Let's speak then more about the patterns; many knitters want to individualize patterns, using different kind of yarn or modify patterns for they own fit. Ravelry is a great place to see what people have done using same pattern. Are your designs transformable? And how well they fit different body types?
FG: I agree that Ravelry is wonderful. I cannot wait to see with what yarn people will to make our patterns. Yes, many of our patterns are using the yarn that is very easy to substitute. I think only Watercolor Shawl is hard to imitate with some other yarn. Fiesta Yarns has so many colors, though. You can still make different looking shawl. We also were very conscious about the fit for different body types. I think most of out patterns are very flattering for many people.
Tikru: I always want to know more about techniques, so have you used new or unusual techniques in your designs? Do you have instructions for them in the book? Are there charts for cables and surface patterns?
FG: We both are very particular about the use of good knitting techniques. For example, the selvage stitches are always part of the pattern. I used a Decorative Cast-On for two hats that is not very common in America. There is a technique for separating fingers on the fingerless gloves, there are four different brioche stitches. Two hats are made in the round in brioche.
We did charts for most of the stitch patterns not only lace and cable patterns. Our schematics are very clear. There is a generous techniques section with good illustrations and clear explanations. By the way, to help people further, I made a little video on how to do step-by-step that Decorative Cast-On. I put it on my blog.
Tikru: Good to know where to find help for unusual technigues.
Faina, I know that you were born in Russia and moved to the United States later. So, could you tell me how these, very different cultures affect your knitting and designing? And are there differences between knitting in States and knitting in Russia?
FG: You are right, Tikru. I lived in Russia and learned to knit at the age of 8. I never stopped knitting and always made my own designs. I did not publish them, but I never used someone’s pattern. I think my fashion vision was not influenced by my move. I was already married and very established in my ways, so I do not see much of a difference in my taste. I can tell you that at the time I lived in Russia, to buy a good yarn was a difficult task. There was no variety of fibers and colors. Here we have so many different yarns, that I cannot stop wanting to make something.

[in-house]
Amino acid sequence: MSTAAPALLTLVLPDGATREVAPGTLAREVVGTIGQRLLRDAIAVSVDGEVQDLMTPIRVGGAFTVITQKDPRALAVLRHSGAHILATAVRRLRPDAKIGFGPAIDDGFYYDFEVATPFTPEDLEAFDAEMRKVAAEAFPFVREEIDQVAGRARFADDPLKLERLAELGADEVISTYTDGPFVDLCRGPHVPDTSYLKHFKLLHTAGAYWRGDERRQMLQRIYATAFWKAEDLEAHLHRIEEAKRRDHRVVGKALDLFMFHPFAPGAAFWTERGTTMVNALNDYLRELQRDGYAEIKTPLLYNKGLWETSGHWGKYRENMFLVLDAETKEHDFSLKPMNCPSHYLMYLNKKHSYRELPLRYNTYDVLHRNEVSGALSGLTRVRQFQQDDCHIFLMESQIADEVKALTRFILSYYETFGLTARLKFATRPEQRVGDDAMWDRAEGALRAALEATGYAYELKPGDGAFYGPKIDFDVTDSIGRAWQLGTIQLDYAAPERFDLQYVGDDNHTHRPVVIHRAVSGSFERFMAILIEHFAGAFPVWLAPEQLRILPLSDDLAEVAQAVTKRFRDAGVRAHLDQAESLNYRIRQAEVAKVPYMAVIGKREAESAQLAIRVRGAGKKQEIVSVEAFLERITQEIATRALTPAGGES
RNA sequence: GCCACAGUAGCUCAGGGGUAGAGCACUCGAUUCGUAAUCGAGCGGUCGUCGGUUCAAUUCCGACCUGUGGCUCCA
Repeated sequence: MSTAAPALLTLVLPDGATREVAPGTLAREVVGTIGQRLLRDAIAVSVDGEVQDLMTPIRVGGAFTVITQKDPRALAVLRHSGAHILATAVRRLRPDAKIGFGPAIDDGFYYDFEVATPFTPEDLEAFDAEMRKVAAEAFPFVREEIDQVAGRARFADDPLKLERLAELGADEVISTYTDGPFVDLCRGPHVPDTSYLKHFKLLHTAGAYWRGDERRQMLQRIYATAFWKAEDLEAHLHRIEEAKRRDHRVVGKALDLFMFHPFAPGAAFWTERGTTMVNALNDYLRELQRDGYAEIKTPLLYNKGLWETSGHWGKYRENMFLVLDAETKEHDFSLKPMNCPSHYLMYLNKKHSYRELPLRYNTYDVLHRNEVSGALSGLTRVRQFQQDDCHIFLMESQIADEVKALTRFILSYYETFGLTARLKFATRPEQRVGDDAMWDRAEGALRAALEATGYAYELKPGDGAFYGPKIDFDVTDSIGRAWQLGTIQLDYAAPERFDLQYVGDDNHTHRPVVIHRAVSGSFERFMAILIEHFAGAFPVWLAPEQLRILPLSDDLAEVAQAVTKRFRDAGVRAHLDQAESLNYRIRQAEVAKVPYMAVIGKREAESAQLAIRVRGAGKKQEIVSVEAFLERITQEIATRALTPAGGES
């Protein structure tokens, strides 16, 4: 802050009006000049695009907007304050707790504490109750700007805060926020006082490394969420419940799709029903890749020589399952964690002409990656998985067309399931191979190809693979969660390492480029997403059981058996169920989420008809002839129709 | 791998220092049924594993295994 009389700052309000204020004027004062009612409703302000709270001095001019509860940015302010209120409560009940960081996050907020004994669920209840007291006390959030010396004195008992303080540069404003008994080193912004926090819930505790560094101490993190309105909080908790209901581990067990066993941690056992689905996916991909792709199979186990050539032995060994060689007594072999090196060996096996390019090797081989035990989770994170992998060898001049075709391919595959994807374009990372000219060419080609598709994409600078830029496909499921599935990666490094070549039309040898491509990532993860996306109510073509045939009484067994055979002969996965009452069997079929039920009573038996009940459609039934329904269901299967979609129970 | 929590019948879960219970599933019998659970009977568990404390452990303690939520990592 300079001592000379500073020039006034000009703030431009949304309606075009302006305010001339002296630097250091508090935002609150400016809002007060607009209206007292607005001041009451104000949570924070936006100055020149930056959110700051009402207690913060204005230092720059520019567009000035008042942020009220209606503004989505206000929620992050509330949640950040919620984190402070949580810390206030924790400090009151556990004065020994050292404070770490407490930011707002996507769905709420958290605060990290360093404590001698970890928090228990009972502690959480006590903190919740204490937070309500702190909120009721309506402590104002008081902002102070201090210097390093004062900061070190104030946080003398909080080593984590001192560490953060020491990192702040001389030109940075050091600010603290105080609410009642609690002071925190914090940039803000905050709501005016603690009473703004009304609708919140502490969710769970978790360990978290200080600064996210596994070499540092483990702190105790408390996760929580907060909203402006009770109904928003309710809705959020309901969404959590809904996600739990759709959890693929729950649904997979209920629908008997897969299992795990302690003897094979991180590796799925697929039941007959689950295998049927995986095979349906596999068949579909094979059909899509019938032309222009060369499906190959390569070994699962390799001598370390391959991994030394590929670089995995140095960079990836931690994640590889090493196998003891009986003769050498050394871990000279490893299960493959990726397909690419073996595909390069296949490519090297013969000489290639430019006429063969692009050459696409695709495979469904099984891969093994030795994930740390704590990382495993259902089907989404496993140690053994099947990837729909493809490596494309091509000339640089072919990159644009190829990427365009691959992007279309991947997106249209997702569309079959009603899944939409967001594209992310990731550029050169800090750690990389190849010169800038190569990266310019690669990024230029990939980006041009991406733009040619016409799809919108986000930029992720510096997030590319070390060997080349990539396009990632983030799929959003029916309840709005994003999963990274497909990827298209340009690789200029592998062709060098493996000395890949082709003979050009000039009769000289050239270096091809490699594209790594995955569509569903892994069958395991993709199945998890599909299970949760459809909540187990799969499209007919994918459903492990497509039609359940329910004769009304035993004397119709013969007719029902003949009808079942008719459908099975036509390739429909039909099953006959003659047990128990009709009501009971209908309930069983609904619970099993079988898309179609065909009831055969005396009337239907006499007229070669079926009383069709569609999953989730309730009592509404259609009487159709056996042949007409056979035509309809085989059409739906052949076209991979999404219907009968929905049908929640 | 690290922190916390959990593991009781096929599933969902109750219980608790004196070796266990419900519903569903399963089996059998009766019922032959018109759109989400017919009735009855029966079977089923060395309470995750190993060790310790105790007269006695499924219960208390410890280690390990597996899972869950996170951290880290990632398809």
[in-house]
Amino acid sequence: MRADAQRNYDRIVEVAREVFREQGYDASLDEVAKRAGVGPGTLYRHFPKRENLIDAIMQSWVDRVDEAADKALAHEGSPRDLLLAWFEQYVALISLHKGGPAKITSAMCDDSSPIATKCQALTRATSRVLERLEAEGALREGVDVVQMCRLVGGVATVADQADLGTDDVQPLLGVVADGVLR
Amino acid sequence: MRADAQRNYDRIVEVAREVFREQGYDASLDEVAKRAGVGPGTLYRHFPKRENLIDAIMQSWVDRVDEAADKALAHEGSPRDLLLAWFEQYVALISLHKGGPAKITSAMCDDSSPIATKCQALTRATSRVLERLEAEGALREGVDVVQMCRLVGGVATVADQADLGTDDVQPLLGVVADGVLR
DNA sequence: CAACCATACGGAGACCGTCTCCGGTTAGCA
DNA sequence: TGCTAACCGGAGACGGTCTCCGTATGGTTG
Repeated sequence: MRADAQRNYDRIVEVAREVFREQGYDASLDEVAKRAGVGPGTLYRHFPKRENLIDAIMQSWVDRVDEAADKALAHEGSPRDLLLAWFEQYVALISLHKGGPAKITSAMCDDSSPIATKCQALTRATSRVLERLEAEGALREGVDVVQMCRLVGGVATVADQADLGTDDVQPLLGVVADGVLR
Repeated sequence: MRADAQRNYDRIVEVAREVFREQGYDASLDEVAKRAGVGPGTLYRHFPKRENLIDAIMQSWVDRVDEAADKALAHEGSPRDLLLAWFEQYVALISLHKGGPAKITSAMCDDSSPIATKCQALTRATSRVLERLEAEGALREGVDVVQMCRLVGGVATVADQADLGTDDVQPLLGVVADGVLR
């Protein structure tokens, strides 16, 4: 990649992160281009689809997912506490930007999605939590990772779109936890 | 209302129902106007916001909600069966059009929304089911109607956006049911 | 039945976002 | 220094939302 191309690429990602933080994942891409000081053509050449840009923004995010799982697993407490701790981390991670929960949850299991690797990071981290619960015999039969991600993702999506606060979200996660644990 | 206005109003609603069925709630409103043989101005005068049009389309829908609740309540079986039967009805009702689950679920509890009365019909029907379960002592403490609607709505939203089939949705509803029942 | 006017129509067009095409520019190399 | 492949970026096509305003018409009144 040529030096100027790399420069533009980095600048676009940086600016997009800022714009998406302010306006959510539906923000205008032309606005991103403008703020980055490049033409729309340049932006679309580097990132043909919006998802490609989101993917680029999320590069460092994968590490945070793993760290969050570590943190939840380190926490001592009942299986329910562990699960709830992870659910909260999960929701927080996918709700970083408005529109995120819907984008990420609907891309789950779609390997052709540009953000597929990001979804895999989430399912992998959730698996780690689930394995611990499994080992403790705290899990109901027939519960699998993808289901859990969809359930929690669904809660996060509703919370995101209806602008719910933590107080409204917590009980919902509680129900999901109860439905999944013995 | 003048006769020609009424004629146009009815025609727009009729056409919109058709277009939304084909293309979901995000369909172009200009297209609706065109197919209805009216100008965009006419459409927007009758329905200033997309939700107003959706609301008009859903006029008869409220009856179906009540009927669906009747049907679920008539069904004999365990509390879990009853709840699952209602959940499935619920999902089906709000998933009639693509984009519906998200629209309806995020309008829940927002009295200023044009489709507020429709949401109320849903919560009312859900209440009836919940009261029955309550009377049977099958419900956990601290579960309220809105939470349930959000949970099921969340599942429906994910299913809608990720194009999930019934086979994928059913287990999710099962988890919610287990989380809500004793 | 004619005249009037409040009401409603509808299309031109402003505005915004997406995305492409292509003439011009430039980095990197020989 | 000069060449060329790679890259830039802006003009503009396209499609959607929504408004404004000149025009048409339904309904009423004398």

I did not know that there was another way of knitting. Now I know, I knit continental style and I still think it is so much more economical in the movement. One thing I miss from my Russian period is that I cannot use cm here for my designs. The metric system is much more precise. I would love to continue with it. Maybe some day…
Tikru: Ah.. one vote for metric system here too :)
FG: Tikru, you have two designs published in the last Vogue. They are incredible. Are you publishing in Finland as well? I hope we see more of your designs. Can you tell us a little bit about your plans? Thank you very much for your interest in our book. I hope I gave a good explanation on what to expect from our book and your friends and readers will consider buying it.
Thank you, again.
Tikru: Thank you. I'm happy that you like my desings. I haven't publised in Finland, if not count my own blog. This is one exciting thing in my way to Vogue Knitting... They spot me from Ravelry and everything began there. In the future you may see something from me in the next Knit1, where I am with very good company of bloggers. Great and new style in that magazine. And maybe something more some day. Just keep on listen.
It was great to get you here to tell us more about your new book. I think this conversation and whole tour tell us more about it and people could see what really is behind the nice cover. So Thank You! And see you in the next stop of this tour, with Terry Ross.
Book related - Photo courtesy of Martingale and Company, photographed by Brent Kane.